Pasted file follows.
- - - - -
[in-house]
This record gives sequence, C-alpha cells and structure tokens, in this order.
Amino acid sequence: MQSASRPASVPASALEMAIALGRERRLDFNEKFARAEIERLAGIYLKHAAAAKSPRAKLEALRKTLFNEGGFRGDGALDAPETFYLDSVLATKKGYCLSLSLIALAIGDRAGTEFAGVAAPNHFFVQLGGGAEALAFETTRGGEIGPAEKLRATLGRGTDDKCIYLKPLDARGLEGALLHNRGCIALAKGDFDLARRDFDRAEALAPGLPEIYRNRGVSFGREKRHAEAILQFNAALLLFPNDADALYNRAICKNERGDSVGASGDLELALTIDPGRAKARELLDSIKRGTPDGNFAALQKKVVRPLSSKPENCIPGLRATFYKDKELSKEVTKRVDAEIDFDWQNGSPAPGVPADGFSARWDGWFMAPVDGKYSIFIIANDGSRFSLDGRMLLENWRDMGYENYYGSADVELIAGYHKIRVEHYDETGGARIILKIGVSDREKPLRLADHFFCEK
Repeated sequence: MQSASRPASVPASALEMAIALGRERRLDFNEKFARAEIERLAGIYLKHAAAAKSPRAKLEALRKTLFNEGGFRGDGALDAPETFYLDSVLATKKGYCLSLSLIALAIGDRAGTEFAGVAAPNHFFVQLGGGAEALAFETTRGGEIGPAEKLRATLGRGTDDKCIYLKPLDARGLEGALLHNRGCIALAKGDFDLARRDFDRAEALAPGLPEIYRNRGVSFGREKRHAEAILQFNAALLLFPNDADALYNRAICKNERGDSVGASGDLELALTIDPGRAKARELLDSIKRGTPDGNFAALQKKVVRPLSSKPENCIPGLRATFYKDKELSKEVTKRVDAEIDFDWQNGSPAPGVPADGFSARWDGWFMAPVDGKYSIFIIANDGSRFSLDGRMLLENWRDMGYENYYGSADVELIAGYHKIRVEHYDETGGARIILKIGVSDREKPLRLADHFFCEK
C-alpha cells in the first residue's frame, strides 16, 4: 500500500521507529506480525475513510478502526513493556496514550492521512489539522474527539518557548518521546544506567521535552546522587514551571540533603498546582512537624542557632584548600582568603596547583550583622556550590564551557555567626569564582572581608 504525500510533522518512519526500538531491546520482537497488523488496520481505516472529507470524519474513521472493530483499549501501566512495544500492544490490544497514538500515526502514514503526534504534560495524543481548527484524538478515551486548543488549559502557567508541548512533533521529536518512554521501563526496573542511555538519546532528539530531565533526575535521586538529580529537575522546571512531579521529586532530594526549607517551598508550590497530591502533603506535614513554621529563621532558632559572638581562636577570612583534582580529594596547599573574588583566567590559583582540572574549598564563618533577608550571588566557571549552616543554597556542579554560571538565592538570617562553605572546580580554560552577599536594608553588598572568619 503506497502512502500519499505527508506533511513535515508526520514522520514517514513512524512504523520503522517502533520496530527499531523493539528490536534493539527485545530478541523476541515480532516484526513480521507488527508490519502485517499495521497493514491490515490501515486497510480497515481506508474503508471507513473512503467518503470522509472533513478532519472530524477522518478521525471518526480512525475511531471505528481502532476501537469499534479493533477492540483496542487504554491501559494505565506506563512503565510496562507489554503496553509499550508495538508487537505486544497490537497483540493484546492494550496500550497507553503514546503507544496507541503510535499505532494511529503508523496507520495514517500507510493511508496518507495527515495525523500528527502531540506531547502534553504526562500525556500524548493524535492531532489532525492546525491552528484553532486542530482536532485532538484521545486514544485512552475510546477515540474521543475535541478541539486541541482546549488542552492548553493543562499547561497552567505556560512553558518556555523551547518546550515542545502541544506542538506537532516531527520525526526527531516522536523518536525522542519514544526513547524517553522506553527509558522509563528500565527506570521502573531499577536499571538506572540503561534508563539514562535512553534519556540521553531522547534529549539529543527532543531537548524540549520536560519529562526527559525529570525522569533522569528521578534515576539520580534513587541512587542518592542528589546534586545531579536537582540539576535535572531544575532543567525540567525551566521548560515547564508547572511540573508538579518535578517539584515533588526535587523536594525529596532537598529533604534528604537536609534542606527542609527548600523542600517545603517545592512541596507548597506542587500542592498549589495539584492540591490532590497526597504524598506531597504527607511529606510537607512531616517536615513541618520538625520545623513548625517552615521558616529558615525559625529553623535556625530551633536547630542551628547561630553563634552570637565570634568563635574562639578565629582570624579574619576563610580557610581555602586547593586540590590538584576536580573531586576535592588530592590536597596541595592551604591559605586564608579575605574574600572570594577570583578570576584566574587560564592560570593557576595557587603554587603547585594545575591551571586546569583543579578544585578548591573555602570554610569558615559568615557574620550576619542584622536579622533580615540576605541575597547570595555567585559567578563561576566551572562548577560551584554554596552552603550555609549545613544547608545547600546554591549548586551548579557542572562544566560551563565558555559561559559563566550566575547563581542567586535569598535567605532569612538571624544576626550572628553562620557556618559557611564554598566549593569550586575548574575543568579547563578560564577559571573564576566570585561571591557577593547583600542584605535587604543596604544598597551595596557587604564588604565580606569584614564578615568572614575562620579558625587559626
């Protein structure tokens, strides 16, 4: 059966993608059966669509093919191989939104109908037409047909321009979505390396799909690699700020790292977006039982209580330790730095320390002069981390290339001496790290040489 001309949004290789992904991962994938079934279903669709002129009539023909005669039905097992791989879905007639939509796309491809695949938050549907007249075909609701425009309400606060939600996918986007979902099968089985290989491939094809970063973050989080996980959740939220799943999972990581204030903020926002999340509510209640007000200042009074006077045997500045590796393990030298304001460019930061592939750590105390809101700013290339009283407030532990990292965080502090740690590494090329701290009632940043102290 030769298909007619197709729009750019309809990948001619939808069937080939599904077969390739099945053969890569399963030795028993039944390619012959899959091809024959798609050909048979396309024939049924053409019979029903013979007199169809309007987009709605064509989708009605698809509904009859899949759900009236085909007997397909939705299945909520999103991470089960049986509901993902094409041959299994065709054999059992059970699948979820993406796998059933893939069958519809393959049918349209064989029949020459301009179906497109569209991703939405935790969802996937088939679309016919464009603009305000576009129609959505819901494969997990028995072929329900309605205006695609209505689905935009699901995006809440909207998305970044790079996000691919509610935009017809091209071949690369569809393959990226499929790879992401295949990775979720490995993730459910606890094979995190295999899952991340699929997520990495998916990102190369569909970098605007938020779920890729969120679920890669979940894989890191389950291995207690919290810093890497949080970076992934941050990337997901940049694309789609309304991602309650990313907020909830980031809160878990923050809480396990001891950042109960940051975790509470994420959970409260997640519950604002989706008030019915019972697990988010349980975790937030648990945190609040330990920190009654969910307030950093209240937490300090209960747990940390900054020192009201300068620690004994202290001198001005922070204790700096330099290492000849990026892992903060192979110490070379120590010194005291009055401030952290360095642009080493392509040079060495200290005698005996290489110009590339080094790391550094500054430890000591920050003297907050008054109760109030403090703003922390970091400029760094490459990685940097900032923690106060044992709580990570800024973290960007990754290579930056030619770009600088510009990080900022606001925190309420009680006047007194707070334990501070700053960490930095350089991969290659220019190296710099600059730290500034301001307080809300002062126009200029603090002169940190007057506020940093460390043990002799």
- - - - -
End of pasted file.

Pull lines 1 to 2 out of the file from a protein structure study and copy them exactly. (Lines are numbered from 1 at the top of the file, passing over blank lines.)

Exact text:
[in-house]
This record gives sequence, C-alpha cells and structure tokens, in this order.